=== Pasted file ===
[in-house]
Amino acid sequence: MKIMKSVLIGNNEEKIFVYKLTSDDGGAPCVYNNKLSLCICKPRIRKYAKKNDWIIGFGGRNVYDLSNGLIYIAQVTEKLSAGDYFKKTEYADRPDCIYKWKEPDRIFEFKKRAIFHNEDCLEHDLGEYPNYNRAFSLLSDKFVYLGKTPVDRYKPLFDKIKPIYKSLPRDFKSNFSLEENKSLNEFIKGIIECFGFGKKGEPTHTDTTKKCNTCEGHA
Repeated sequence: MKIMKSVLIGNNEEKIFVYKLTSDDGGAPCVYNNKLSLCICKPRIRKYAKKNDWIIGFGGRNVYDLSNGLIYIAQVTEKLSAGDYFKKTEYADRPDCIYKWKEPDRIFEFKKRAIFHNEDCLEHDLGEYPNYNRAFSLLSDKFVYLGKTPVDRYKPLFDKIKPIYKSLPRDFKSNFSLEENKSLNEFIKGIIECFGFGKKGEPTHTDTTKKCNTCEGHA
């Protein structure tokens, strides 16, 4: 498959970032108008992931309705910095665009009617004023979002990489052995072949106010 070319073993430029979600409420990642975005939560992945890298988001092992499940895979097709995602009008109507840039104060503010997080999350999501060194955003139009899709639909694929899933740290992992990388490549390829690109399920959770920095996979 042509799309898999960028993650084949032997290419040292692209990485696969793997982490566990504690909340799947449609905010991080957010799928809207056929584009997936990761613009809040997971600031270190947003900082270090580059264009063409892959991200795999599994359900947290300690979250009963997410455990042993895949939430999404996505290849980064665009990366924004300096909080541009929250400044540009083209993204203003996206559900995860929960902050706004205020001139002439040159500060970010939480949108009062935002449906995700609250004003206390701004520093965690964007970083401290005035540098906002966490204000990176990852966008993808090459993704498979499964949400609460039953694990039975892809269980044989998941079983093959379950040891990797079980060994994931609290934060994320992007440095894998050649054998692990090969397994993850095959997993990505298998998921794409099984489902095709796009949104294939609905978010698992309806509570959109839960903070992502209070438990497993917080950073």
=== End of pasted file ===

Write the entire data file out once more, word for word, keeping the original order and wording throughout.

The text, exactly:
[in-house]
Amino acid sequence: MKIMKSVLIGNNEEKIFVYKLTSDDGGAPCVYNNKLSLCICKPRIRKYAKKNDWIIGFGGRNVYDLSNGLIYIAQVTEKLSAGDYFKKTEYADRPDCIYKWKEPDRIFEFKKRAIFHNEDCLEHDLGEYPNYNRAFSLLSDKFVYLGKTPVDRYKPLFDKIKPIYKSLPRDFKSNFSLEENKSLNEFIKGIIECFGFGKKGEPTHTDTTKKCNTCEGHA
Repeated sequence: MKIMKSVLIGNNEEKIFVYKLTSDDGGAPCVYNNKLSLCICKPRIRKYAKKNDWIIGFGGRNVYDLSNGLIYIAQVTEKLSAGDYFKKTEYADRPDCIYKWKEPDRIFEFKKRAIFHNEDCLEHDLGEYPNYNRAFSLLSDKFVYLGKTPVDRYKPLFDKIKPIYKSLPRDFKSNFSLEENKSLNEFIKGIIECFGFGKKGEPTHTDTTKKCNTCEGHA
């Protein structure tokens, strides 16, 4: 498959970032108008992931309705910095665009009617004023979002990489052995072949106010 070319073993430029979600409420990642975005939560992945890298988001092992499940895979097709995602009008109507840039104060503010997080999350999501060194955003139009899709639909694929899933740290992992990388490549390829690109399920959770920095996979 042509799309898999960028993650084949032997290419040292692209990485696969793997982490566990504690909340799947449609905010991080957010799928809207056929584009997936990761613009809040997971600031270190947003900082270090580059264009063409892959991200795999599994359900947290300690979250009963997410455990042993895949939430999404996505290849980064665009990366924004300096909080541009929250400044540009083209993204203003996206559900995860929960902050706004205020001139002439040159500060970010939480949108009062935002449906995700609250004003206390701004520093965690964007970083401290005035540098906002966490204000990176990852966008993808090459993704498979499964949400609460039953694990039975892809269980044989998941079983093959379950040891990797079980060994994931609290934060994320992007440095894998050649054998692990090969397994993850095959997993990505298998998921794409099984489902095709796009949104294939609905978010698992309806509570959109839960903070992502209070438990497993917080950073």